Gregory R. Brewer, acting chief for AEC's Tactical Wheeled Vehicle Division, explained that although both WTD 41 and ATEC share the same automotive capabilities, WTD 41 uses their robotic drivers capabilities far more than ATEC does.

"WTD 41 extensively uses robotically driven vehicles over their synthetic automotive test courses to limit driver exposure and to eliminate the possibility of test drivers avoiding the most severe obstacles on the test courses," Brewer said.

Brewer added that forming a partnership with WTD 41 would afford ATEC the opportunity to test their automotive capabilities in a different region of the world.

On April 6-7, the team traveled to Koblenz to visit the Robotics Test Facility, or RTF, and were given tours of the facility's state-of-the-art robotic test settings and demonstrations of robotically-driven and remote-controlled vehicles.

The two organizations discussed the need for international test standards and how to best interact with and support the various organizations currently working to construct overarching test methodology.
Additional discussions focused on the importance of the standardization of testing and the Interoperability Profiles, or IOPs, currently in place to help standardize robotic hardware and software interfaces, plus several of the interoperability experiments RTF has already participated in.

"I would love to see future collaboration and networking between ATC and WTD 41 on robotics test technology and the development of international test and operation procedure's on robotics test technology," said Kloeckner. "Having our subject matter experts working together, our organizations have the potential to become the lead government agency in robotics test technology."

Sandy Sheng, AEC's ATEC System Team chair, noted that one of the most significant and noticeable differences between the two countries is how their acquisition communities are organized. According to Sheng, the German acquisition community is co-located with the T&E community and shares various roles, while the American T&E community is spread out between various organizations.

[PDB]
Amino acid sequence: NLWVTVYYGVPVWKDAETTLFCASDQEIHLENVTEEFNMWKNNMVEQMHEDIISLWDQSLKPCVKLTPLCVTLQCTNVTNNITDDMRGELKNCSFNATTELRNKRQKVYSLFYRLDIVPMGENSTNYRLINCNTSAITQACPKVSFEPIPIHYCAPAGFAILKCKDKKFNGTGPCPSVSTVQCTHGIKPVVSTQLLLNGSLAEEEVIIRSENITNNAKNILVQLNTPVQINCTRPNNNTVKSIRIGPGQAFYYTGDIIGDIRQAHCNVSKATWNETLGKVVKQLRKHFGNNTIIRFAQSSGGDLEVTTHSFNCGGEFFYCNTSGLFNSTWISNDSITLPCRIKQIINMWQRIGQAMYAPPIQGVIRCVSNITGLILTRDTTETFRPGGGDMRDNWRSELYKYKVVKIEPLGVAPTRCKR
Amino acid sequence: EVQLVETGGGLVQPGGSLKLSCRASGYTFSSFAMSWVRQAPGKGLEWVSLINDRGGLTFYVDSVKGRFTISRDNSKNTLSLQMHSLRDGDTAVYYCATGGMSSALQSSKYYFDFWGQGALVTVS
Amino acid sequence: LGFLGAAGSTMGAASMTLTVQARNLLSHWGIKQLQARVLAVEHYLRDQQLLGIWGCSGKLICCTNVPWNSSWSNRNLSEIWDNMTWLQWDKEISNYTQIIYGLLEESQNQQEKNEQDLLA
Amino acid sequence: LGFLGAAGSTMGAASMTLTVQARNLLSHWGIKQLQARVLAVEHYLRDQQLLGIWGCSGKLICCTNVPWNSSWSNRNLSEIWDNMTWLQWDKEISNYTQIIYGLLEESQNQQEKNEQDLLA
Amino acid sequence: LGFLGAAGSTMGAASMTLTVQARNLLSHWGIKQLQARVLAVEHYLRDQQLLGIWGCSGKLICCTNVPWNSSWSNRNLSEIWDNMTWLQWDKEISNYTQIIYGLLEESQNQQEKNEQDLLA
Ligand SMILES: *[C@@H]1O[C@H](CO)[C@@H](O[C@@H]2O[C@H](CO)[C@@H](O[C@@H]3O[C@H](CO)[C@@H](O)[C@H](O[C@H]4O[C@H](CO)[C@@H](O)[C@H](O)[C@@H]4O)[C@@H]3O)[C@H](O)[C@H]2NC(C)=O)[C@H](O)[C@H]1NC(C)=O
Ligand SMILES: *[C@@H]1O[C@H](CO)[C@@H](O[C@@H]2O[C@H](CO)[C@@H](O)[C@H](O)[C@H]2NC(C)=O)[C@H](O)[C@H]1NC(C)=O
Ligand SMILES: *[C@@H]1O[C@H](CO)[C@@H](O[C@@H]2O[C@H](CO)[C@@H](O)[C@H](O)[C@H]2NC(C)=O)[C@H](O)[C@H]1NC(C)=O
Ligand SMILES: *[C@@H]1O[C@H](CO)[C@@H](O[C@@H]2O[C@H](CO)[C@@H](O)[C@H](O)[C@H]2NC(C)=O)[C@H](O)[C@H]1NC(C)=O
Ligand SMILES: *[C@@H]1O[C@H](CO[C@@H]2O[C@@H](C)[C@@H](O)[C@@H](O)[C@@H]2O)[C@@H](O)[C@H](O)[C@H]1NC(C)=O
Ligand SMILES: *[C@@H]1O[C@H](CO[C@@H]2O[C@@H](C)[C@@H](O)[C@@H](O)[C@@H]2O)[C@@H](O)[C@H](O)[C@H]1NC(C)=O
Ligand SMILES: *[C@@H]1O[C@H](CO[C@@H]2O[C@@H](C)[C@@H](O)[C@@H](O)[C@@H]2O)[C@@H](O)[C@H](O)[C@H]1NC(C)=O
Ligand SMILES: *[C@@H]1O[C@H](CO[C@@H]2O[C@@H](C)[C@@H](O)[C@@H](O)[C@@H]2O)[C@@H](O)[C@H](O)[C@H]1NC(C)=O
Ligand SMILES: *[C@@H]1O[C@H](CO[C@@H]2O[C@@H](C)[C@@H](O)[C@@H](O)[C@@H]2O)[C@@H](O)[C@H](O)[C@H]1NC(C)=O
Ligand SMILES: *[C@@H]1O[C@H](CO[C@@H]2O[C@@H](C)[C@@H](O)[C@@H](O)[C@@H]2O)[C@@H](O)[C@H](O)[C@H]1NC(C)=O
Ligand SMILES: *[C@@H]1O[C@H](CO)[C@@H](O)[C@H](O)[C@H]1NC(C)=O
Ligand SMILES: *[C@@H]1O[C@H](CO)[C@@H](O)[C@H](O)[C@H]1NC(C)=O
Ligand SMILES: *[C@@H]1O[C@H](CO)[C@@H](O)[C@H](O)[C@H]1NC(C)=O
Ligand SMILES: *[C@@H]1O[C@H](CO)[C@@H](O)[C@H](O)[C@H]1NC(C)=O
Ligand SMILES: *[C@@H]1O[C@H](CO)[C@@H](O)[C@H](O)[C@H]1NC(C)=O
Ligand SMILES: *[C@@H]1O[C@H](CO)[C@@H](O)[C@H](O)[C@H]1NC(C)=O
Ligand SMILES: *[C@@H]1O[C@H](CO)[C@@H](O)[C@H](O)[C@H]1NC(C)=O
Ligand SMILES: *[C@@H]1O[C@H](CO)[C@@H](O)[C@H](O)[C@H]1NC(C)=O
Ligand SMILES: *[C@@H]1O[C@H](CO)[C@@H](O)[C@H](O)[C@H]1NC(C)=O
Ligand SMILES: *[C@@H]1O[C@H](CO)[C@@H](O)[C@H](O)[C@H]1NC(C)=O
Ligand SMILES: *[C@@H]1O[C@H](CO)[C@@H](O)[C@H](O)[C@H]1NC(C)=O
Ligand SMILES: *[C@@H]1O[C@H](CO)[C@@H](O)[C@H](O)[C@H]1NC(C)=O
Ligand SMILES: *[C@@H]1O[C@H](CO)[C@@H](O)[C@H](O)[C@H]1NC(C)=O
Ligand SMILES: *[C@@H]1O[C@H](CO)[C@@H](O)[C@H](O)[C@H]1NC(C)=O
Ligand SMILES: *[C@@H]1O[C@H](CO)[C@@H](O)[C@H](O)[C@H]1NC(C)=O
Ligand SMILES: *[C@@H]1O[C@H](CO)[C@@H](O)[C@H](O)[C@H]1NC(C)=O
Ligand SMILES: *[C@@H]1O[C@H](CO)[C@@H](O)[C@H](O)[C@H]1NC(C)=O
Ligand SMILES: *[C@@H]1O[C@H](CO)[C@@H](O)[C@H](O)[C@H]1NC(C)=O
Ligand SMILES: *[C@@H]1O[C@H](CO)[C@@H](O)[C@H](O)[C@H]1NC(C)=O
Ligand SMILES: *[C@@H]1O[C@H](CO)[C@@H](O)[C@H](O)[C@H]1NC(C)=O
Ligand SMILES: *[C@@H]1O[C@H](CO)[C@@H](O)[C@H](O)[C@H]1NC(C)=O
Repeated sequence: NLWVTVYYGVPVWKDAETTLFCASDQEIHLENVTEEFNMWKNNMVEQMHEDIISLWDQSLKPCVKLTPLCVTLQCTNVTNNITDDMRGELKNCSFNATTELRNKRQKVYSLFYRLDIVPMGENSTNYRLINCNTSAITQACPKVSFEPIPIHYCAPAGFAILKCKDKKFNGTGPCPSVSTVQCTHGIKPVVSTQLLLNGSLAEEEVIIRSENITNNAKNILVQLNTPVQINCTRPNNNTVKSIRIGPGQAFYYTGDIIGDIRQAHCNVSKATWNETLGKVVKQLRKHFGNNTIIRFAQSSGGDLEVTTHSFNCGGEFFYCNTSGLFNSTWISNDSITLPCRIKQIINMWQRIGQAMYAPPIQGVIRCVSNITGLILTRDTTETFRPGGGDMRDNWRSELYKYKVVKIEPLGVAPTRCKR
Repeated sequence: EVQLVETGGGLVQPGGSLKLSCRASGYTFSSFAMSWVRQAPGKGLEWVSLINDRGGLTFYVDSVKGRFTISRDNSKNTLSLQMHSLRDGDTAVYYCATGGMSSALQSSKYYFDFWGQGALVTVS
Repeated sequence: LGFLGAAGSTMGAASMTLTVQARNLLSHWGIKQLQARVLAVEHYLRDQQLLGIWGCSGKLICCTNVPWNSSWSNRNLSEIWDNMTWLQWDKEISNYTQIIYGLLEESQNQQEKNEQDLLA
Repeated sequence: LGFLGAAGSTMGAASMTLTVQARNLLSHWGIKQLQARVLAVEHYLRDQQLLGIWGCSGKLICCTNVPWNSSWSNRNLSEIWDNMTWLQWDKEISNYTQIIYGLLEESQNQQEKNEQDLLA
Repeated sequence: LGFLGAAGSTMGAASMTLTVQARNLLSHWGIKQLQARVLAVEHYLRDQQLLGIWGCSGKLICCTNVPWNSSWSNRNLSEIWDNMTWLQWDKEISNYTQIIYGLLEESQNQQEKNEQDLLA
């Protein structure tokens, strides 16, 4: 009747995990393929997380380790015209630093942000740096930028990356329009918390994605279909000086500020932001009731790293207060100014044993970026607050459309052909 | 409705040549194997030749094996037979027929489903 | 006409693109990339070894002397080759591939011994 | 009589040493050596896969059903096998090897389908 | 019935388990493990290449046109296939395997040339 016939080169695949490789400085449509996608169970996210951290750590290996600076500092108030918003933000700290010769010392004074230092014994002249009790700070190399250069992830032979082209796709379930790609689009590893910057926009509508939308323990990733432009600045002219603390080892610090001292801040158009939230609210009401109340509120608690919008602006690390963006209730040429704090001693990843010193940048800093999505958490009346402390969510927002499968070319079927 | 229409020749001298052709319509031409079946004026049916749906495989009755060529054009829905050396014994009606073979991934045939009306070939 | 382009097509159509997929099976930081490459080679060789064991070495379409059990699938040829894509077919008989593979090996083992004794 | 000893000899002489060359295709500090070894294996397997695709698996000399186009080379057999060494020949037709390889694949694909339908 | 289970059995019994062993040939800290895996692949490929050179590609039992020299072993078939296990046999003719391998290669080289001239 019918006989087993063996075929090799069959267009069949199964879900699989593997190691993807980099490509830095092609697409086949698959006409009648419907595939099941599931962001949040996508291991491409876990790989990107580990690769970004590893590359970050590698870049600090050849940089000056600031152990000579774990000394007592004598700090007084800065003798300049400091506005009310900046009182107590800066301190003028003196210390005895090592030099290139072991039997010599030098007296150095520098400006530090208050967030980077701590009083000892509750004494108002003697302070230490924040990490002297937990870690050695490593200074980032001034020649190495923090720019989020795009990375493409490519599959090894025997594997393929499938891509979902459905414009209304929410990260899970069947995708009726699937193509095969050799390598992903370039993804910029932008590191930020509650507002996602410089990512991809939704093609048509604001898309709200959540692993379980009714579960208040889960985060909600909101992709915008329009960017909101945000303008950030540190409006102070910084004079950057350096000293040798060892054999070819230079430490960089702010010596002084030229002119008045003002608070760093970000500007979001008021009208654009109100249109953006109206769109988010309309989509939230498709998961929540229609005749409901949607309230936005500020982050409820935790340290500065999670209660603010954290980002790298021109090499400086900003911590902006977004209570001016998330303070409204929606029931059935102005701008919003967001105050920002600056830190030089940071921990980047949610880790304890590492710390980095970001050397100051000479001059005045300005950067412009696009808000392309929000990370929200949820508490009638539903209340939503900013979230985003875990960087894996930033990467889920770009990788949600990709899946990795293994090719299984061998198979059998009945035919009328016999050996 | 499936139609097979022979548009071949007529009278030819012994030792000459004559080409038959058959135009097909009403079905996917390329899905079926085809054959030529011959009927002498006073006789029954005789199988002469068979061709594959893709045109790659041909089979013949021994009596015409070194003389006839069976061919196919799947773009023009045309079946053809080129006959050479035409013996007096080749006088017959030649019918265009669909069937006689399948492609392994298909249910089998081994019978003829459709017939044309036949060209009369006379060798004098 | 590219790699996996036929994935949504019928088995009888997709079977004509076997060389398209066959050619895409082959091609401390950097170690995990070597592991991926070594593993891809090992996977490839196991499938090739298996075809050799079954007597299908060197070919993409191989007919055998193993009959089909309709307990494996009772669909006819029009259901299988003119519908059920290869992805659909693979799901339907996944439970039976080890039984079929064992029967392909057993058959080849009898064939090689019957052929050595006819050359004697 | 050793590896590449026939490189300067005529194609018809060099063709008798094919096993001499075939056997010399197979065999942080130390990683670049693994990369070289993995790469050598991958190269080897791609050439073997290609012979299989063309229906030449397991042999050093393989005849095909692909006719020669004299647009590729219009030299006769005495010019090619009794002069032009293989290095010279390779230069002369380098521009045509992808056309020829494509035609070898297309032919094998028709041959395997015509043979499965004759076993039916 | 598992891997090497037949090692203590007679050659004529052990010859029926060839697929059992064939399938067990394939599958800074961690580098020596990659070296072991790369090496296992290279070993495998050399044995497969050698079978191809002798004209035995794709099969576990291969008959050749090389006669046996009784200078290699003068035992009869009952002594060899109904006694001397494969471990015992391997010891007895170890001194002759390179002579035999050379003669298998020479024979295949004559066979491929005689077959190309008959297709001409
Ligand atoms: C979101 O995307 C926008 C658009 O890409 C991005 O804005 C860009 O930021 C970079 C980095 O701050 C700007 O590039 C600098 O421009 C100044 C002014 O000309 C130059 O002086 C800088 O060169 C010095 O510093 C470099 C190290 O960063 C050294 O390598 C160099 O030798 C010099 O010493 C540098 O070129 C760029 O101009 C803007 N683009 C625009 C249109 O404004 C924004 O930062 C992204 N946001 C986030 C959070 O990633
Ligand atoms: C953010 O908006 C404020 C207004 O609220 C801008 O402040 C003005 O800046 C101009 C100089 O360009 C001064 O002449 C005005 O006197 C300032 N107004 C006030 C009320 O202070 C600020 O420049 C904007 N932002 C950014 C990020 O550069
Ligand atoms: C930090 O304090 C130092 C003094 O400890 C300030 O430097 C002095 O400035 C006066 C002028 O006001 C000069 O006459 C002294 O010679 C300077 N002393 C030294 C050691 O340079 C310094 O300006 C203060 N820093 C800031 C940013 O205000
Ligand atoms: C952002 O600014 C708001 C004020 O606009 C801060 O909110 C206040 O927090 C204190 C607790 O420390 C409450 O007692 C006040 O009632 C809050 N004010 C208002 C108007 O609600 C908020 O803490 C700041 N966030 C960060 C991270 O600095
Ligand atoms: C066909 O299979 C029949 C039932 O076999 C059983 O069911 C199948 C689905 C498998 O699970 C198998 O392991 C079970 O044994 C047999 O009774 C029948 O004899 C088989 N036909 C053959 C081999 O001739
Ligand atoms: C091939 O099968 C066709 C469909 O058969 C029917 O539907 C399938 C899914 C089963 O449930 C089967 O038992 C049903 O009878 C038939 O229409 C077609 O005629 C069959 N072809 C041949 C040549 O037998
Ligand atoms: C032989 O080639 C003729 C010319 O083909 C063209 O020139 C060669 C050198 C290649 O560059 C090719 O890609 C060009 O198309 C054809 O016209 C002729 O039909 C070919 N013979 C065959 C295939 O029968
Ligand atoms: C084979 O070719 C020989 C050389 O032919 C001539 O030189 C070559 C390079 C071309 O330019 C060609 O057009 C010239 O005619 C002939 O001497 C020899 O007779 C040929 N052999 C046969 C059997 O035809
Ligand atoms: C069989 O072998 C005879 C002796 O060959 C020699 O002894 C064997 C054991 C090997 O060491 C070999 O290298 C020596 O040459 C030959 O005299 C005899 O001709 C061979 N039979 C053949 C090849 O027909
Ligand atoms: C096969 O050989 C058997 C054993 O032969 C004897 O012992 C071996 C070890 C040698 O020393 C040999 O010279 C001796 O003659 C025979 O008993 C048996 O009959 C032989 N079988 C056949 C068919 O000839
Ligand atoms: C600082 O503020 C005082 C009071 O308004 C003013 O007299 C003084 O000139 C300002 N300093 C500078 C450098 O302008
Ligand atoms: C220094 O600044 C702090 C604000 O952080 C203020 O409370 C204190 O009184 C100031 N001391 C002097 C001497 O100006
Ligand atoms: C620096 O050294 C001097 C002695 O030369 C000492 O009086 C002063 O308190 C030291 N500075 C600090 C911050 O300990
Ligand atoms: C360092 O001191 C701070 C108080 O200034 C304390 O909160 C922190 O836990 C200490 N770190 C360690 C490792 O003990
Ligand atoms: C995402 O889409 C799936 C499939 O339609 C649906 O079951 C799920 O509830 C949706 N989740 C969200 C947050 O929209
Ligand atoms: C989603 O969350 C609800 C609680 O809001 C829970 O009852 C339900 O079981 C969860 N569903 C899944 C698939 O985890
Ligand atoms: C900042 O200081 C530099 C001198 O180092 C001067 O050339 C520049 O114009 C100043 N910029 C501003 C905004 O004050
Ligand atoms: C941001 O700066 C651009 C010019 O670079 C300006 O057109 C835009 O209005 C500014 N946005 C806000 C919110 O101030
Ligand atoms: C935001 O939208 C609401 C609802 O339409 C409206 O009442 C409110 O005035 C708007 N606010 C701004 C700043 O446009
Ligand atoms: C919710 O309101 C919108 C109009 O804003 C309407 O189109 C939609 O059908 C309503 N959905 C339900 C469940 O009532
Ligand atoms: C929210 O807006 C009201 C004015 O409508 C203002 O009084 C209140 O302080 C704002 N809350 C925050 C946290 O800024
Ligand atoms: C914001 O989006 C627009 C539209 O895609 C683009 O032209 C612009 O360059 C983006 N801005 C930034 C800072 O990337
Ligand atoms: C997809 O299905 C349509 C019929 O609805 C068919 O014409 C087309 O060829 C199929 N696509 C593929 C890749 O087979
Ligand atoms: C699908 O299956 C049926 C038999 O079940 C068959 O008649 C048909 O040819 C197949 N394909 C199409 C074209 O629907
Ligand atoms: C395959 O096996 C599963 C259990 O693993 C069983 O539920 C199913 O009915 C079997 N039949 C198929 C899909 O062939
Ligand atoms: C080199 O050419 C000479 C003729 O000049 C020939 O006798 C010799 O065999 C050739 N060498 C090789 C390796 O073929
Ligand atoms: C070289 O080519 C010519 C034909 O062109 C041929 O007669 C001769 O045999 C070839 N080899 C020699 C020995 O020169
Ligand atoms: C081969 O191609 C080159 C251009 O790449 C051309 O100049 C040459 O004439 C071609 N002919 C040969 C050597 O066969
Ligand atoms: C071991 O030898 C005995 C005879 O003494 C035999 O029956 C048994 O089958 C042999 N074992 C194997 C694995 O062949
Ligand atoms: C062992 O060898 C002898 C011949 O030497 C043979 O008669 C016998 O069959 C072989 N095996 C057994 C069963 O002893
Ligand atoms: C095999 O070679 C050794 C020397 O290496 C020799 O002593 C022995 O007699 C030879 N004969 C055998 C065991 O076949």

"Germany's engineers and T&E are within one house, while T&E in the U.S. is separate from all the other acquisition processes," Sheng said. "Germany's entire acquisition process works together, which makes it easier to discover failure modes and quickly pinpoint a system's weak areas prior to testing."

Keith D. Adkins, Jr., a mechanical engineer in AEC's Integrated Suitability and Methodology Evaluation Directorate, was also impressed with Germany's acquisition system compared to the U.S. model.

"I was very impressed with how agile Germany's acquisition system is due to its smaller size," Adkins said. "Their acquisition system seemed to be a better collaboration and systems engineering style involvement from cradle to the fielding of a program."

The ATEC team spent their last day at the Bundeswehr Technical Center for Information Technology and Electronics, or WTD 81, in Greding, April 8 and were given demonstrations of the target simulation dome used to test infrared aircraft-tracking technology and the anechoic chamber, a room designed to completely absorb reflections of either sound or electromagnetic waves.

WTD 81 is also home to Europe's largest fully shielded hangar for the study of electromagnetic compatibility and electromagnetic effects, plus home to one of the world's largest dome structures (ATC has a similar, but larger dome). The dome houses a multispectral target and scenario simulation facility used for the realistic simulation of battlefield scenarios in the visual and infrared range.

The team returned home and on May 11 met with ATEC's commanding general, Maj. Gen. Daniel L. Karbler, to brief him on their visits to the technical centers and the RTF.

During the briefing, it was recommended that ATEC hold annual test technology workshops with the Bundeswehr technical centers, which Kloeckner said the MOD concurs with and Karbler supports.

"I was very excited when I got the 'thumbs up' from Maj. Gen. Karbler to support the establishment of annual test technology workshops between the U.S. and Germany," said Kloeckner. "Test technology workshops between the two countries will become the equivalent of the R&D workshops already in place between the U.S. Army Research, Development, and Engineering Command and German R&D organizations."